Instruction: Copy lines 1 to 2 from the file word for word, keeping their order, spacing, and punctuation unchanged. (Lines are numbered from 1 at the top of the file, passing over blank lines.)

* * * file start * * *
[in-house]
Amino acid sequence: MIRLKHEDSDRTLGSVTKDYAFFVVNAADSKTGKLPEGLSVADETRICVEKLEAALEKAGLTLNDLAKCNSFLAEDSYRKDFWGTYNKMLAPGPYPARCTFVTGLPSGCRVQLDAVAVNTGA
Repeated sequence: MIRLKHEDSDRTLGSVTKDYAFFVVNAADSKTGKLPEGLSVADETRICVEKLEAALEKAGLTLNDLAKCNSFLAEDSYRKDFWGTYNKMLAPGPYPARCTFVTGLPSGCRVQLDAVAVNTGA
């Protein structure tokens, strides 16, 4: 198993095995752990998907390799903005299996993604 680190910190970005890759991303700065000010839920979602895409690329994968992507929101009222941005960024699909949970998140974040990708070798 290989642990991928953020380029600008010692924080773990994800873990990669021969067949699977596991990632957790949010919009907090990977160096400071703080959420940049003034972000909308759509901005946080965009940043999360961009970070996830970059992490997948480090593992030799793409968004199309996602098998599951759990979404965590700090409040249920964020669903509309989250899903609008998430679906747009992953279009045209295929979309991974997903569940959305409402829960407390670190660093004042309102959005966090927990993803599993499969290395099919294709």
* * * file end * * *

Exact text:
[in-house]
Amino acid sequence: MIRLKHEDSDRTLGSVTKDYAFFVVNAADSKTGKLPEGLSVADETRICVEKLEAALEKAGLTLNDLAKCNSFLAEDSYRKDFWGTYNKMLAPGPYPARCTFVTGLPSGCRVQLDAVAVNTGA